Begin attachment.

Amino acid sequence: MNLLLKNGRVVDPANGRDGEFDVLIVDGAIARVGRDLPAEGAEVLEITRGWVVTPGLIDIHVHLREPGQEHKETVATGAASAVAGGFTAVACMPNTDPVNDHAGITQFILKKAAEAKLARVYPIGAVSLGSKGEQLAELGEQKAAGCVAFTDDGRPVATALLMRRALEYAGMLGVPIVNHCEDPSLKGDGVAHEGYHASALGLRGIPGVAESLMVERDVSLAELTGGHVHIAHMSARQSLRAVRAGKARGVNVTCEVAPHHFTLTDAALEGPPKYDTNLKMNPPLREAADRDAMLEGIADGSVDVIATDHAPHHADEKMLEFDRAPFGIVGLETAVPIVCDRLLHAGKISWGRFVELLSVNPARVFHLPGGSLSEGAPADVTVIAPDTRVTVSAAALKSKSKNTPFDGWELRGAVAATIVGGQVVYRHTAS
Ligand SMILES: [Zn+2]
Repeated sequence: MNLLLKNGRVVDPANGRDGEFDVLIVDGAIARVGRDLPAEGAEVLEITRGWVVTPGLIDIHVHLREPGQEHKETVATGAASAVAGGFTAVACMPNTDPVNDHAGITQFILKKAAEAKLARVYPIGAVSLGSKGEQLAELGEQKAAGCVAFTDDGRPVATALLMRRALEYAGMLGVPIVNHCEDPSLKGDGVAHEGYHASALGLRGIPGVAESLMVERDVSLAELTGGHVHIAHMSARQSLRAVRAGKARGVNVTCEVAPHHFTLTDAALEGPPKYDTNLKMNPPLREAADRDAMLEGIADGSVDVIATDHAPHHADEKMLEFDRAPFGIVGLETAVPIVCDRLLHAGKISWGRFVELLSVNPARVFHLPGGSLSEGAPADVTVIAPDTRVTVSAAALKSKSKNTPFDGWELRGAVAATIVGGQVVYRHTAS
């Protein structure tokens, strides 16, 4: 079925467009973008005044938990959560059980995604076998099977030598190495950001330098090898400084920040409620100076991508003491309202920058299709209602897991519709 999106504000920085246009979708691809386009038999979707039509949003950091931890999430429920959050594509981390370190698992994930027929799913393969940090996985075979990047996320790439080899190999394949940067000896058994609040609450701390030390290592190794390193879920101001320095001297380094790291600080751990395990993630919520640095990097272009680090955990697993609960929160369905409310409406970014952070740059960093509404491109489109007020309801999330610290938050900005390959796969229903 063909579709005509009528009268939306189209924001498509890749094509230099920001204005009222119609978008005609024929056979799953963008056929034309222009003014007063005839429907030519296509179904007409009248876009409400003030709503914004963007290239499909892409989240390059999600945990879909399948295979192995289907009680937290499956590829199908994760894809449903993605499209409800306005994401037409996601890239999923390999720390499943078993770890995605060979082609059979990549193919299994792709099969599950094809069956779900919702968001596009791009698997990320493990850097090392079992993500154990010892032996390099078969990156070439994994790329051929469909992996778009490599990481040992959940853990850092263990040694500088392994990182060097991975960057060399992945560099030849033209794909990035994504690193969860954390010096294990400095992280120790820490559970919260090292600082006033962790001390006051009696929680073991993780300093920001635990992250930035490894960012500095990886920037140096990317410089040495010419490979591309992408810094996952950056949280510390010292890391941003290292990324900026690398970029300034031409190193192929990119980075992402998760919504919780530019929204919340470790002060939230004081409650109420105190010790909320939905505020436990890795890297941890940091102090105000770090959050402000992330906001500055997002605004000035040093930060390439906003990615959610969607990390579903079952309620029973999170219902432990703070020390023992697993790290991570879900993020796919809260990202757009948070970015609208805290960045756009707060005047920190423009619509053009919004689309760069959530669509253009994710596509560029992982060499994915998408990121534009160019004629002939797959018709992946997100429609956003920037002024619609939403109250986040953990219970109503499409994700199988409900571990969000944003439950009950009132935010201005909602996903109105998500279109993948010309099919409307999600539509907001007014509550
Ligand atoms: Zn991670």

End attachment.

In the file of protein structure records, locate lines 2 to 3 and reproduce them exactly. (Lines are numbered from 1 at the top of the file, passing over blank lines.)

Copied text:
Ligand SMILES: [Zn+2]
Repeated sequence: MNLLLKNGRVVDPANGRDGEFDVLIVDGAIARVGRDLPAEGAEVLEITRGWVVTPGLIDIHVHLREPGQEHKETVATGAASAVAGGFTAVACMPNTDPVNDHAGITQFILKKAAEAKLARVYPIGAVSLGSKGEQLAELGEQKAAGCVAFTDDGRPVATALLMRRALEYAGMLGVPIVNHCEDPSLKGDGVAHEGYHASALGLRGIPGVAESLMVERDVSLAELTGGHVHIAHMSARQSLRAVRAGKARGVNVTCEVAPHHFTLTDAALEGPPKYDTNLKMNPPLREAADRDAMLEGIADGSVDVIATDHAPHHADEKMLEFDRAPFGIVGLETAVPIVCDRLLHAGKISWGRFVELLSVNPARVFHLPGGSLSEGAPADVTVIAPDTRVTVSAAALKSKSKNTPFDGWELRGAVAATIVGGQVVYRHTAS